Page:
Like

  3. “Jen Beeman and I have become great friends over the past few years, and agree on just about everything, but necklines are not one of them! ”

    This made me laugh out loud. Being a details geek myself, I thoroughly understand this kind of conversation. ;-)

    Like

  4. It turned out beautifully! I love it, and although I did not (think) I have a sweatshirt in my sewing future, I probably do now. I love the rolled sleeves, honestly. Can’t wait to see it on you…..it looks great on the hanger, but will look even better with a body inside of it. Good afternoon, and hope you are staying warm!

    Like

  5. I like the wider neckband! That stood out to me right away when I looked at it and thought, “This is a Linden?” Great idea! I’m going to take you up on that inspiration since I too find the Linden’s neckline too big for how I like necklines too but DUH, never thought to make the neckband much wider :) Thank you!

    Like

  6. I know you were limited in fabric for the neckband but I have seen others make their linden neckbands in a less stretchy knit work by cutting them on the bias…. I think the wider band looks great!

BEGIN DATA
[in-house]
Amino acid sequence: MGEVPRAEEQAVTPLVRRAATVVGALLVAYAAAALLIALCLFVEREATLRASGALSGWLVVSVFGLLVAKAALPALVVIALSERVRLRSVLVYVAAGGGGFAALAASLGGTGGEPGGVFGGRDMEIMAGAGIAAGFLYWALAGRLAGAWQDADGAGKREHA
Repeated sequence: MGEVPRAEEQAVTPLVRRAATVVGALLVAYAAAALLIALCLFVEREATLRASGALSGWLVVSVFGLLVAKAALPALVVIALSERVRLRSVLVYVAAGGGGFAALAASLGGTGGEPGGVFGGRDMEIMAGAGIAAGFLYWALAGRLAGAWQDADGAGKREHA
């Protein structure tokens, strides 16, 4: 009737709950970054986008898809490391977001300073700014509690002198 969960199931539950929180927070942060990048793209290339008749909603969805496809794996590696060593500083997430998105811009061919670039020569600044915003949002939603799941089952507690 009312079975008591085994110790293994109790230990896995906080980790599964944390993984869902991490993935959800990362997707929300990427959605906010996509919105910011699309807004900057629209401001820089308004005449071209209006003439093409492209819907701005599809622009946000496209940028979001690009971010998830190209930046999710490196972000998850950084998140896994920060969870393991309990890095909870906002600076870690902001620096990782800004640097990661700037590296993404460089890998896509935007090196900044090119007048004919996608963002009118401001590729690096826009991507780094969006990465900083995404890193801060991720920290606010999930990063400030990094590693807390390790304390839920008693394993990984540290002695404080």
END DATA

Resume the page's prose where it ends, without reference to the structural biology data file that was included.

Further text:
Like

    • Yeah, it’s quite popular to make Lindens out of woven fabrics, in which case you would need to cut the bands on the bias. The nice thing about knits having the stretch built in is that you don’t have to cut on the diagonal, which means you can get away with less fabric in most cases.

      Like

Leave a Reply

Fill in your details below or click an icon to log in:

WordPress.com Logo

You are commenting using your WordPress.com account. Log Out /  Change )

Google+ photo

You are commenting using your Google+ account. Log Out /  Change )

Twitter picture

You are commenting using your Twitter account. Log Out /  Change )

Facebook photo

You are commenting using your Facebook account. Log Out /  Change )

w

Connecting to %s